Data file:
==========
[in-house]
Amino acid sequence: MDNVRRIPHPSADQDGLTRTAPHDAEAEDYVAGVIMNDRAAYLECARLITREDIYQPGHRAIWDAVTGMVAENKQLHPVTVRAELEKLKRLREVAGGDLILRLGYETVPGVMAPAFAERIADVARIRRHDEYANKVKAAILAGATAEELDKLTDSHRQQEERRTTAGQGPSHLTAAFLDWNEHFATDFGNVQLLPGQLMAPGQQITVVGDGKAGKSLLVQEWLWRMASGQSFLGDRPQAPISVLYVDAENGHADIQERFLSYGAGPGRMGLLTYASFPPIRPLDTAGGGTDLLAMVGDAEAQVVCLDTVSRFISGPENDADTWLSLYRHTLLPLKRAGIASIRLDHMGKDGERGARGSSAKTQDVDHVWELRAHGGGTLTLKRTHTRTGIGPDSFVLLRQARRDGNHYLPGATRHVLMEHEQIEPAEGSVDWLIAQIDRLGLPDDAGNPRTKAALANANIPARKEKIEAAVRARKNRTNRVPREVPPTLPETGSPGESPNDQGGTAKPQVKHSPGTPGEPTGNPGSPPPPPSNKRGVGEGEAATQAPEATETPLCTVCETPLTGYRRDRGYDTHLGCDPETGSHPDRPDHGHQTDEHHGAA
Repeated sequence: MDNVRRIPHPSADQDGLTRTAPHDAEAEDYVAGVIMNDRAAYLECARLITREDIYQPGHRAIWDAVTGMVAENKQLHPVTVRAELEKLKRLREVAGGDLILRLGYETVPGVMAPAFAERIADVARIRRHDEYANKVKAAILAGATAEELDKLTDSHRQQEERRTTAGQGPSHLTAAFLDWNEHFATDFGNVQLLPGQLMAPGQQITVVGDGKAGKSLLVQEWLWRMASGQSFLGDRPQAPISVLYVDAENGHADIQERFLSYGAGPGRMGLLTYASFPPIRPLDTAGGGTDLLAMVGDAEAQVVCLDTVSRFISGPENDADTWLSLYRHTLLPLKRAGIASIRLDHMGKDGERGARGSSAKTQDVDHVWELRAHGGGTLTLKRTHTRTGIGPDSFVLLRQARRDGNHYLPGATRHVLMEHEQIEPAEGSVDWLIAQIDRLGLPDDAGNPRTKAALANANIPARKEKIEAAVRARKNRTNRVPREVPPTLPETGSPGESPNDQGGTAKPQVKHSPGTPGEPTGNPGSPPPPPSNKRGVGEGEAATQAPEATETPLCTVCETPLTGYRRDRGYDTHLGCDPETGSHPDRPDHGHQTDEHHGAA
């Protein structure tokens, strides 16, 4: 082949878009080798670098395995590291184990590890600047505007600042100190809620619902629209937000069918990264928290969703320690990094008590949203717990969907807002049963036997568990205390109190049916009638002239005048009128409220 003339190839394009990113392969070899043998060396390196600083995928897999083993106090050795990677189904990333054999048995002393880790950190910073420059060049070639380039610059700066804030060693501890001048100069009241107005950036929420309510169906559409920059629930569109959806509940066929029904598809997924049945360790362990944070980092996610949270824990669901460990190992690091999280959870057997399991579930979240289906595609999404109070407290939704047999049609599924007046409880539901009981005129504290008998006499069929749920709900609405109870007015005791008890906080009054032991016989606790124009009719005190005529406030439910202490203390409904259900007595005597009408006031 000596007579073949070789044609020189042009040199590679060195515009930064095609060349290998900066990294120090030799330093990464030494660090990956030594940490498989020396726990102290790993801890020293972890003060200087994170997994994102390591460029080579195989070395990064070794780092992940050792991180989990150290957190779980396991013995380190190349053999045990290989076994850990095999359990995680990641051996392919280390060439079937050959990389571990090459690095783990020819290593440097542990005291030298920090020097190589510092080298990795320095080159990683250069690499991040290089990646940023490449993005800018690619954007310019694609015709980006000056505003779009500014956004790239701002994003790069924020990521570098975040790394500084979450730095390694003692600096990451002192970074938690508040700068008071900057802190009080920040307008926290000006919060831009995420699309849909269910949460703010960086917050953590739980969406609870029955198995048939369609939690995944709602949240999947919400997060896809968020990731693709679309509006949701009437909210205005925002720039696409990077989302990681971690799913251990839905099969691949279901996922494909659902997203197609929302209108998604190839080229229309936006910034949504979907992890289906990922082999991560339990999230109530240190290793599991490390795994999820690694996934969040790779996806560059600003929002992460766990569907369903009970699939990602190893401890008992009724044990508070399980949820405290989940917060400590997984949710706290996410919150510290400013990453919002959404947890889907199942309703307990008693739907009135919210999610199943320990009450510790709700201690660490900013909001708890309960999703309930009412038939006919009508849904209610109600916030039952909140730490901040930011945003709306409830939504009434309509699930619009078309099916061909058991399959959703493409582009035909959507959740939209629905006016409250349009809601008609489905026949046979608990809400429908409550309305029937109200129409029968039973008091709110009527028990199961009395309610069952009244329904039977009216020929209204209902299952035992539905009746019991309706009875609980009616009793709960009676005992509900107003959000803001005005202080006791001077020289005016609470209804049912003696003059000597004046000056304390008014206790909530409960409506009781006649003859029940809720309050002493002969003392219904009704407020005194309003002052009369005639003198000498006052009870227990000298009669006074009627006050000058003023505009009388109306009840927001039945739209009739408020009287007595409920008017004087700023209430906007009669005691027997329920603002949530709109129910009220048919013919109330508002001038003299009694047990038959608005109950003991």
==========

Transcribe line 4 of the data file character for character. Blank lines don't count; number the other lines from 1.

């Protein structure tokens, strides 16, 4: 082949878009080798670098395995590291184990590890600047505007600042100190809620619902629209937000069918990264928290969703320690990094008590949203717990969907807002049963036997568990205390109190049916009638002239005048009128409220 003339190839394009990113392969070899043998060396390196600083995928897999083993106090050795990677189904990333054999048995002393880790950190910073420059060049070639380039610059700066804030060693501890001048100069009241107005950036929420309510169906559409920059629930569109959806509940066929029904598809997924049945360790362990944070980092996610949270824990669901460990190992690091999280959870057997399991579930979240289906595609999404109070407290939704047999049609599924007046409880539901009981005129504290008998006499069929749920709900609405109870007015005791008890906080009054032991016989606790124009009719005190005529406030439910202490203390409904259900007595005597009408006031 000596007579073949070789044609020189042009040199590679060195515009930064095609060349290998900066990294120090030799330093990464030494660090990956030594940490498989020396726990102290790993801890020293972890003060200087994170997994994102390591460029080579195989070395990064070794780092992940050792991180989990150290957190779980396991013995380190190349053999045990290989076994850990095999359990995680990641051996392919280390060439079937050959990389571990090459690095783990020819290593440097542990005291030298920090020097190589510092080298990795320095080159990683250069690499991040290089990646940023490449993005800018690619954007310019694609015709980006000056505003779009500014956004790239701002994003790069924020990521570098975040790394500084979450730095390694003692600096990451002192970074938690508040700068008071900057802190009080920040307008926290000006919060831009995420699309849909269910949460703010960086917050953590739980969406609870029955198995048939369609939690995944709602949240999947919400997060896809968020990731693709679309509006949701009437909210205005925002720039696409990077989302990681971690799913251990839905099969691949279901996922494909659902997203197609929302209108998604190839080229229309936006910034949504979907992890289906990922082999991560339990999230109530240190290793599991490390795994999820690694996934969040790779996806560059600003929002992460766990569907369903009970699939990602190893401890008992009724044990508070399980949820405290989940917060400590997984949710706290996410919150510290400013990453919002959404947890889907199942309703307990008693739907009135919210999610199943320990009450510790709700201690660490900013909001708890309960999703309930009412038939006919009508849904209610109600916030039952909140730490901040930011945003709306409830939504009434309509699930619009078309099916061909058991399959959703493409582009035909959507959740939209629905006016409250349009809601008609489905026949046979608990809400429908409550309305029937109200129409029968039973008091709110009527028990199961009395309610069952009244329904039977009216020929209204209902299952035992539905009746019991309706009875609980009616009793709960009676005992509900107003959000803001005005202080006791001077020289005016609470209804049912003696003059000597004046000056304390008014206790909530409960409506009781006649003859029940809720309050002493002969003392219904009704407020005194309003002052009369005639003198000498006052009870227990000298009669006074009627006050000058003023505009009388109306009840927001039945739209009739408020009287007595409920008017004087700023209430906007009669005691027997329920603002949530709109129910009220048919013919109330508002001038003299009694047990038959608005109950003991």